Person centred care in the ICU – What skills matter?

It is our 20th birthday this year and before the arrival of COVID-19 I’d started looking back at some of the research we’ve carried out over the years, asking myself if the things that mattered to people 10 or 20 years ago still matter now. And do they still matter during a pandemic?

One piece of research I stumbled across was published in 2006 and explored what patients and their family see as the key competencies for intensive care doctors. A particularly relevant study given the demands that our intensive care units are currently under.

The study, carried out across eight European countries including the United Kingdom, explored views from patients and relatives on the knowledge, skills and attitudes that intensive care doctors need in order to provide high quality person centred care.

Not surprisingly, factors of most importance to people included calmness in a crisis, knowledge about treatment, respect for patients as individuals, and the ability to explain in ways patients can understand. Small differences between men and women were seen with women more likely than men to describe discussing fears and anxieties and involving patients and relatives in decisions as essential competencies. But ultimately medical skill, communication, and interpersonal skills were seen as essential or very important by the majority.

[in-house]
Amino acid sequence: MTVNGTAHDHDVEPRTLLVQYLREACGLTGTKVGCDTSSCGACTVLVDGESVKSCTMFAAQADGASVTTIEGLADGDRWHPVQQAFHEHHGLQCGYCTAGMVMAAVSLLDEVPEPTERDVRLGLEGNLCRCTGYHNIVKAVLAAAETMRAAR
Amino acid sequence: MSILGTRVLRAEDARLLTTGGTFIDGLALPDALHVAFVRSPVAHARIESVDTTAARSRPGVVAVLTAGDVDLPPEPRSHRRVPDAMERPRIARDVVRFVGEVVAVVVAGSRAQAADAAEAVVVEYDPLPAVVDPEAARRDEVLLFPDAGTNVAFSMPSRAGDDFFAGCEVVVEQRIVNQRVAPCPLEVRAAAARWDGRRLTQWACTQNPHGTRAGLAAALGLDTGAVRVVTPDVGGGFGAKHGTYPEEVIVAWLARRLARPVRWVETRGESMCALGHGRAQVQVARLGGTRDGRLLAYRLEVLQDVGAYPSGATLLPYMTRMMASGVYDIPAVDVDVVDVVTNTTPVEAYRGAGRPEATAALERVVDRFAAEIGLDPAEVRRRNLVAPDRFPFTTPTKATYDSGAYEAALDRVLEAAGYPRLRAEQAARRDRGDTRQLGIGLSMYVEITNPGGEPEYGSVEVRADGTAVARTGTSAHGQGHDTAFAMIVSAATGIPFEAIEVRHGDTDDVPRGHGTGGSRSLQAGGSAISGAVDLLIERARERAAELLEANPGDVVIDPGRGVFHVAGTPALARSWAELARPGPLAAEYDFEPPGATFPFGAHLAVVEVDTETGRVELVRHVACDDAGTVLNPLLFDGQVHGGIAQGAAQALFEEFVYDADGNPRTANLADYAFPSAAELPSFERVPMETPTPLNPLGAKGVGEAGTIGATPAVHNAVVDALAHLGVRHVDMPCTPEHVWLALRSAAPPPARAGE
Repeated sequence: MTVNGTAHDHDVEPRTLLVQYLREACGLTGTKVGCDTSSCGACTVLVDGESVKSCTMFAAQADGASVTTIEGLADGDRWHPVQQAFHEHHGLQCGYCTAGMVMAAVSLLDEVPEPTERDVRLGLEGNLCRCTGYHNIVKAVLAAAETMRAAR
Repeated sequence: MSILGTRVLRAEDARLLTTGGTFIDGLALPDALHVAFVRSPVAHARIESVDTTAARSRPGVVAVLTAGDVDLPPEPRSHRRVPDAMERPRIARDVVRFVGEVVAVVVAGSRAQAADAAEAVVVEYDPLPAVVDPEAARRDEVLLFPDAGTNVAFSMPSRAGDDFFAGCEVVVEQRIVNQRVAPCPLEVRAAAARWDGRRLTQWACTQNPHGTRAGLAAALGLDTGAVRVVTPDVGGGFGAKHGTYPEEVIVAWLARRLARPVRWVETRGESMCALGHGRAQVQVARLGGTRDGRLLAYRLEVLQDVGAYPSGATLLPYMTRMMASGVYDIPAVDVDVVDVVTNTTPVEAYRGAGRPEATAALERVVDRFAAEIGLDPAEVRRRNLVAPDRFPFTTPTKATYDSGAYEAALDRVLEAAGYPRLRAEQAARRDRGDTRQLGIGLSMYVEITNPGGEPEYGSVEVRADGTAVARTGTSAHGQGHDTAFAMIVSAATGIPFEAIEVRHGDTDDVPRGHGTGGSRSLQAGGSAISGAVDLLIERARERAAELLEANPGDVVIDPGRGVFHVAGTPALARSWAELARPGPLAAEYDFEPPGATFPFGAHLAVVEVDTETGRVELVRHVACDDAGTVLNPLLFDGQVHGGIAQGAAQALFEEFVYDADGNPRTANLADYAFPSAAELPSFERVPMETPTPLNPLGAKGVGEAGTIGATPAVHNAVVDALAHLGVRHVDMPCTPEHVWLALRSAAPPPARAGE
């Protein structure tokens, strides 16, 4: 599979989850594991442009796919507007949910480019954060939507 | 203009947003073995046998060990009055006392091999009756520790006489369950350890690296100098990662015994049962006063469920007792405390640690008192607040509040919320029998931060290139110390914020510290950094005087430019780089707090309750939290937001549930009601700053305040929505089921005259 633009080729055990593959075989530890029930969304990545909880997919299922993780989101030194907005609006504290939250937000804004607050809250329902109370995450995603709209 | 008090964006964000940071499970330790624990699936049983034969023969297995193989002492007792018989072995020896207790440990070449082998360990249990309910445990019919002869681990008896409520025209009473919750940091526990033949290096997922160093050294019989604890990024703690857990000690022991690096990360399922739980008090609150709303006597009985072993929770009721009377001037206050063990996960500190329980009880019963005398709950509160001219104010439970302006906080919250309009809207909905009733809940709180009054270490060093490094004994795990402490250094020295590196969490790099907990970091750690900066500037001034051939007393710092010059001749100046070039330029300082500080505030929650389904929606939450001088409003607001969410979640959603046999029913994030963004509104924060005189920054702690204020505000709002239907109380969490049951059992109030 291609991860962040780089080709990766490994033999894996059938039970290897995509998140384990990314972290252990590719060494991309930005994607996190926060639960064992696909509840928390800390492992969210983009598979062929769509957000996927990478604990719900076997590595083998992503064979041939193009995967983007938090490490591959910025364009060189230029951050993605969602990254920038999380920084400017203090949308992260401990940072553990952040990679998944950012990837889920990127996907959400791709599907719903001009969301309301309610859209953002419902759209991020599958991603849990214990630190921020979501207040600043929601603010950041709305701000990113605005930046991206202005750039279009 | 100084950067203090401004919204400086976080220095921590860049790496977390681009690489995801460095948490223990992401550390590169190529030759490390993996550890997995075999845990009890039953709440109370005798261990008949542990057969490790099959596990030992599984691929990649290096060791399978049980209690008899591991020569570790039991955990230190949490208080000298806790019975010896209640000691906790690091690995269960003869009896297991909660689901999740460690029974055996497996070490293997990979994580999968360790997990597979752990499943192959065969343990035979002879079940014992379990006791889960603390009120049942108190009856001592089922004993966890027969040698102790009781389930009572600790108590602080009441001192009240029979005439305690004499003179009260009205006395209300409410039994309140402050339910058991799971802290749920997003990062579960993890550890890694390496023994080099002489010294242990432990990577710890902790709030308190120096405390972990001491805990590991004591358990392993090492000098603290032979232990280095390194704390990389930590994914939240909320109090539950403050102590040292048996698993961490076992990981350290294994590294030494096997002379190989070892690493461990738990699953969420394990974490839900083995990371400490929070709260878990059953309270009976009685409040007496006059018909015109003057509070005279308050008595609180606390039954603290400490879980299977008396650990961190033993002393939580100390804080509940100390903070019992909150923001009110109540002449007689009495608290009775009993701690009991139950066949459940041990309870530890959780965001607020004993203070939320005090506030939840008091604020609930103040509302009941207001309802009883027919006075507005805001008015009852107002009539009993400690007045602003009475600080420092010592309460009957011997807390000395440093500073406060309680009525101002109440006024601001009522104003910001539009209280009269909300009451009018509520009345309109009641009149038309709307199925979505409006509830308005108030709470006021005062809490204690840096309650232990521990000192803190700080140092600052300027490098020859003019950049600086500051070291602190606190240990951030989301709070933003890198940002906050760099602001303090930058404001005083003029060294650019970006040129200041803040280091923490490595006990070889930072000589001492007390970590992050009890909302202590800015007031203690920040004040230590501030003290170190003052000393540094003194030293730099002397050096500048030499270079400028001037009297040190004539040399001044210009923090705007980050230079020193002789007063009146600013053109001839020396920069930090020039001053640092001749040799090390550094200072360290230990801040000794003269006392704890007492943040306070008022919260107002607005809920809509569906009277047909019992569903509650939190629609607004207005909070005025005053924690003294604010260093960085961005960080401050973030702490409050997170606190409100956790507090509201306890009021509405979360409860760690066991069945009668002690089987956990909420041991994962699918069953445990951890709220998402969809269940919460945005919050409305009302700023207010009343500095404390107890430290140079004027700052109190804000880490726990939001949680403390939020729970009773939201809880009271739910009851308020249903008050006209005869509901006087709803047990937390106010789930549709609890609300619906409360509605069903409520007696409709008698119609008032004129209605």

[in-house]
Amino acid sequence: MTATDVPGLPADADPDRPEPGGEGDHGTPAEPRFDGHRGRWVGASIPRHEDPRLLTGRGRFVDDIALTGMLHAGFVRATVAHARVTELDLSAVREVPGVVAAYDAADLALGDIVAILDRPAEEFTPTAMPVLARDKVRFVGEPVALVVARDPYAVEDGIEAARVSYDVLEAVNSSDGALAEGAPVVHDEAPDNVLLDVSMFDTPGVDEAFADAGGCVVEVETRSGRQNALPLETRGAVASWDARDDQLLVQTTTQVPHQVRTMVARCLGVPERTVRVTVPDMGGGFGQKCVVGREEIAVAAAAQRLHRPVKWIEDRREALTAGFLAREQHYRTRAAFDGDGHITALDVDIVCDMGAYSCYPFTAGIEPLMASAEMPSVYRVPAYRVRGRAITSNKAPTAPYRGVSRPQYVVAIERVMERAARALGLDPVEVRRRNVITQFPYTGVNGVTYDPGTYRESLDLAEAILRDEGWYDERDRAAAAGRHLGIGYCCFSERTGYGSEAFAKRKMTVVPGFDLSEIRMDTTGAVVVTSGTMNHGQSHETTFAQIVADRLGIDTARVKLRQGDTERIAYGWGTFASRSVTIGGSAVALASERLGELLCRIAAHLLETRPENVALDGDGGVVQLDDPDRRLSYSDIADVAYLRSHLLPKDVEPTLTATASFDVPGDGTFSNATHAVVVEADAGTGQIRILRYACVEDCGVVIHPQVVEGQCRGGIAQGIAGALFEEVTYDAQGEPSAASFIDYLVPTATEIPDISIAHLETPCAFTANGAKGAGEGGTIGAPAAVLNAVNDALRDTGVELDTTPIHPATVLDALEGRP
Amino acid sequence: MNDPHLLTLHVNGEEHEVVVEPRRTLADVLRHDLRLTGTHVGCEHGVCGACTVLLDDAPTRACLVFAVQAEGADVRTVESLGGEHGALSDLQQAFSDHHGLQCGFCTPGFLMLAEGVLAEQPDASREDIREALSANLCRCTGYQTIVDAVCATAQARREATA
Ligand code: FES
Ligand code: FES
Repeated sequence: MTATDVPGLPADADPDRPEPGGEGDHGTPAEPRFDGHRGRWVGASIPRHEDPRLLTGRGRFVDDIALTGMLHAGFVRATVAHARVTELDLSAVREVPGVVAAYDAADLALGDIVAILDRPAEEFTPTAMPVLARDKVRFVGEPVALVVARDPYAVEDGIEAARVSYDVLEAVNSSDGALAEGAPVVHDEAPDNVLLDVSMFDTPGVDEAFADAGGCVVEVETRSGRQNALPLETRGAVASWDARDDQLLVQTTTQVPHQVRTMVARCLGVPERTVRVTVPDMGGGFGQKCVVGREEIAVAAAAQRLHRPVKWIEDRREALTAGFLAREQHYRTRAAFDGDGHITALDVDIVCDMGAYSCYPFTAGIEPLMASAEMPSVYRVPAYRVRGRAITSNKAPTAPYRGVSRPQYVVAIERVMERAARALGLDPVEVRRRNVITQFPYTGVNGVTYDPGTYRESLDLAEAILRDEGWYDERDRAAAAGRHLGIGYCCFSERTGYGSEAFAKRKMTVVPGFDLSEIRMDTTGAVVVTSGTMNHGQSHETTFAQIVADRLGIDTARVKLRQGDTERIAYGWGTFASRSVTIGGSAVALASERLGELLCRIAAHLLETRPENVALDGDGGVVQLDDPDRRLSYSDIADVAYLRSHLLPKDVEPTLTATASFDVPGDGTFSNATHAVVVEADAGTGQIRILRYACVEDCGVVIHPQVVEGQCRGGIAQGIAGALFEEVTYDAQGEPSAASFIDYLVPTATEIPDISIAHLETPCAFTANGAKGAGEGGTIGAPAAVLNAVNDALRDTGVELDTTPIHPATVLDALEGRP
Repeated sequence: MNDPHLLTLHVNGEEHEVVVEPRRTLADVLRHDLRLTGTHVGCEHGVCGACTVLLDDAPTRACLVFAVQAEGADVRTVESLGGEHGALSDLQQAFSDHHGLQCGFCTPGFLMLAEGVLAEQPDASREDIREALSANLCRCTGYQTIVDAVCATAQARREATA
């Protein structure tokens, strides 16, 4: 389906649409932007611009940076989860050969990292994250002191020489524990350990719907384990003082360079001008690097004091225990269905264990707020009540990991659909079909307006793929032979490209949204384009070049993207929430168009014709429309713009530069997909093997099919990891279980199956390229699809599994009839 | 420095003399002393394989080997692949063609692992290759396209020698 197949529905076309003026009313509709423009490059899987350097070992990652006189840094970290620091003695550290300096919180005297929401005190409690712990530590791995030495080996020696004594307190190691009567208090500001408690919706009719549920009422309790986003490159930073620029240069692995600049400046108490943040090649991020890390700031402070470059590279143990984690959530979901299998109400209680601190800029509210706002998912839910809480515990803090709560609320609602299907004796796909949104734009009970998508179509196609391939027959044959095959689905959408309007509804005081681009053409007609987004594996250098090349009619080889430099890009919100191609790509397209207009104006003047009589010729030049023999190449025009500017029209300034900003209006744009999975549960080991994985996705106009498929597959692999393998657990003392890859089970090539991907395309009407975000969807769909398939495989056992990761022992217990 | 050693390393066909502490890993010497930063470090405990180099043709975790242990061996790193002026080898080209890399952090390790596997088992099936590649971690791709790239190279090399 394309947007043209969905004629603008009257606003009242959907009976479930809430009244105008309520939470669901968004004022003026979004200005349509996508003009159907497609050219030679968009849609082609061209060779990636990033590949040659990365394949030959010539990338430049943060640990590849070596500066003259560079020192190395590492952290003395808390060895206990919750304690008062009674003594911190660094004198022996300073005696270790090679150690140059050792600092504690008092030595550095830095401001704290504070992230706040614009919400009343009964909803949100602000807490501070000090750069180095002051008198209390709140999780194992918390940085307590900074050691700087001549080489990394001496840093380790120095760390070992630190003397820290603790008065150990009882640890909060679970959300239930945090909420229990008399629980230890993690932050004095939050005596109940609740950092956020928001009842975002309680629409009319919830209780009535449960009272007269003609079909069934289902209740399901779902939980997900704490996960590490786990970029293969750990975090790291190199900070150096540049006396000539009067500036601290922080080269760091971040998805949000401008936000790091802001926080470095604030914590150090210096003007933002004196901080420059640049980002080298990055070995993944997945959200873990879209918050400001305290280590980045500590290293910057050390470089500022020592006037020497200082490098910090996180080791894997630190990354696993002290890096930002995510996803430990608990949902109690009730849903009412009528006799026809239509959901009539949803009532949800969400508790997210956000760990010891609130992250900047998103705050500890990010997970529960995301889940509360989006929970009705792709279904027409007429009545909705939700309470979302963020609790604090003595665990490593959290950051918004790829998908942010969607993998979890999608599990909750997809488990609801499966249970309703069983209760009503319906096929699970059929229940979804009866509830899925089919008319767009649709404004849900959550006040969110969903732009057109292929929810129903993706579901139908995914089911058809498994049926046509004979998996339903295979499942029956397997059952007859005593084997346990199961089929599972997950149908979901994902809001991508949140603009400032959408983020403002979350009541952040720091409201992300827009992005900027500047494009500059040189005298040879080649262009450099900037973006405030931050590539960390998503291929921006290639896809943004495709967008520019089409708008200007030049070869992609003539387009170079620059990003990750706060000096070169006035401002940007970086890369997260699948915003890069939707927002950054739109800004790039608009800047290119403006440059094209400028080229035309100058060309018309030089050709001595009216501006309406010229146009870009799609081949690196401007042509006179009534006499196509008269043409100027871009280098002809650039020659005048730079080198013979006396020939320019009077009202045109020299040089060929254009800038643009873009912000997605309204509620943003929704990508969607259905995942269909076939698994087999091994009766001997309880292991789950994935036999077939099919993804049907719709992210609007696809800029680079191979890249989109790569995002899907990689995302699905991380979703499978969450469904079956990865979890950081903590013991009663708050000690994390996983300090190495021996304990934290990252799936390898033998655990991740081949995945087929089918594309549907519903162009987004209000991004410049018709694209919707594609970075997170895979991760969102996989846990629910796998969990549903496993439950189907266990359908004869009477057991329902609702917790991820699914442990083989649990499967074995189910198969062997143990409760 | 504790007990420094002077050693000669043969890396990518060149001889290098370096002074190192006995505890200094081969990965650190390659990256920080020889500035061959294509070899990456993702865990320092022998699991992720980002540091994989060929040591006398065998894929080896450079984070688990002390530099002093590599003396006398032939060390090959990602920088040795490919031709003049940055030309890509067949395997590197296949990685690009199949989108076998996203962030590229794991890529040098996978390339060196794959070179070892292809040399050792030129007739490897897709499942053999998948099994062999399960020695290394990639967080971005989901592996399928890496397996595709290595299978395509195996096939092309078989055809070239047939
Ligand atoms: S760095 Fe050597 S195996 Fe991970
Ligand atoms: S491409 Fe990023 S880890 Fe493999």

Through the research we carry out and the stories I’ve seen emerging on social media every day, there are so many examples of health and social care staff demonstrating these skills in action and working tirelessly to provide the best possible care experiences despite the challenges faced. Seeing innovative solutions to problems such as how relatives can communicate with their loved ones and how patients can be supported to feel more at ease with staff in protective gear demonstrates that person centred care is a priority.

Some things have changed since 2006, of course they have – we had a labour government, primary care trusts existed and we had the Healthcare Commission (now Care Quality Commission). And this year has required us to make rapid changes to the way we work and to the way care is provided. However, what we all want from our care and what is recognised as good care remains fundamentally the same: it’s just the way we are experiencing it that is different. This is why providers and staff must continue to focus on what matters most, even as they manage current challenges.

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